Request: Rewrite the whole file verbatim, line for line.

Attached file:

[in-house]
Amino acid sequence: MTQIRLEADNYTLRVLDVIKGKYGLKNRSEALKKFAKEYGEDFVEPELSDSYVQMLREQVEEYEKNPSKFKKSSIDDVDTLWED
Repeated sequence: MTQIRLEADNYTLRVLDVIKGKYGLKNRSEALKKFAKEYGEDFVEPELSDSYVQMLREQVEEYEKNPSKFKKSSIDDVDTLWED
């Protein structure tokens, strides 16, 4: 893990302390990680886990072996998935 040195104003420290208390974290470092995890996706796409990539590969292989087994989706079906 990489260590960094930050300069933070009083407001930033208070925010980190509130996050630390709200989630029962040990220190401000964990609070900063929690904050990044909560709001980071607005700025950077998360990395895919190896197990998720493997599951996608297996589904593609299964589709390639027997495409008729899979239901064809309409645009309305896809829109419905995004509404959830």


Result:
[in-house]
Amino acid sequence: MTQIRLEADNYTLRVLDVIKGKYGLKNRSEALKKFAKEYGEDFVEPELSDSYVQMLREQVEEYEKNPSKFKKSSIDDVDTLWED
Repeated sequence: MTQIRLEADNYTLRVLDVIKGKYGLKNRSEALKKFAKEYGEDFVEPELSDSYVQMLREQVEEYEKNPSKFKKSSIDDVDTLWED
């Protein structure tokens, strides 16, 4: 893990302390990680886990072996998935 040195104003420290208390974290470092995890996706796409990539590969292989087994989706079906 990489260590960094930050300069933070009083407001930033208070925010980190509130996050630390709200989630029962040990220190401000964990609070900063929690904050990044909560709001980071607005700025950077998360990395895919190896197990998720493997599951996608297996589904593609299964589709390639027997495409008729899979239901064809309409645009309305896809829109419905995004509404959830």